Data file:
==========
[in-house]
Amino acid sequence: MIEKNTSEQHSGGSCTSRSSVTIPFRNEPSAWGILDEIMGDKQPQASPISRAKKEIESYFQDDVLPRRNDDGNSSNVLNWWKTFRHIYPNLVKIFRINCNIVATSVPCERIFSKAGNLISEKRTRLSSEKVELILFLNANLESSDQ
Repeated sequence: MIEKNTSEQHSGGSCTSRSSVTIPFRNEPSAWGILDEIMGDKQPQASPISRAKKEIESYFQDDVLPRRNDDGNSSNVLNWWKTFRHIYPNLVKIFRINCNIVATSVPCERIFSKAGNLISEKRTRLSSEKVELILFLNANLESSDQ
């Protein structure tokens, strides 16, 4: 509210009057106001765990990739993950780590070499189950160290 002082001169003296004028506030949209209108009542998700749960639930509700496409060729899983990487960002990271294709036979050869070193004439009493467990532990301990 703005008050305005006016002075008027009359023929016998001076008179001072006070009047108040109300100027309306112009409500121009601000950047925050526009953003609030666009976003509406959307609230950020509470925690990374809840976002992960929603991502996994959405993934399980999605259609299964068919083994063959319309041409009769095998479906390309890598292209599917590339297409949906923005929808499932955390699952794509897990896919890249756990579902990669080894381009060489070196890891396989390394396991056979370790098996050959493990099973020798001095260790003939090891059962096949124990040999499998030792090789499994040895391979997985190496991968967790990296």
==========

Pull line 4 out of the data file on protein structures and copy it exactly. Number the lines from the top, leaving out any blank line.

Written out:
């Protein structure tokens, strides 16, 4: 509210009057106001765990990739993950780590070499189950160290 002082001169003296004028506030949209209108009542998700749960639930509700496409060729899983990487960002990271294709036979050869070193004439009493467990532990301990 703005008050305005006016002075008027009359023929016998001076008179001072006070009047108040109300100027309306112009409500121009601000950047925050526009953003609030666009976003509406959307609230950020509470925690990374809840976002992960929603991502996994959405993934399980999605259609299964068919083994063959319309041409009769095998479906390309890598292209599917590339297409949906923005929808499932955390699952794509897990896919890249756990579902990669080894381009060489070196890891396989390394396991056979370790098996050959493990099973020798001095260790003939090891059962096949124990040999499998030792090789499994040895391979997985190496991968967790990296």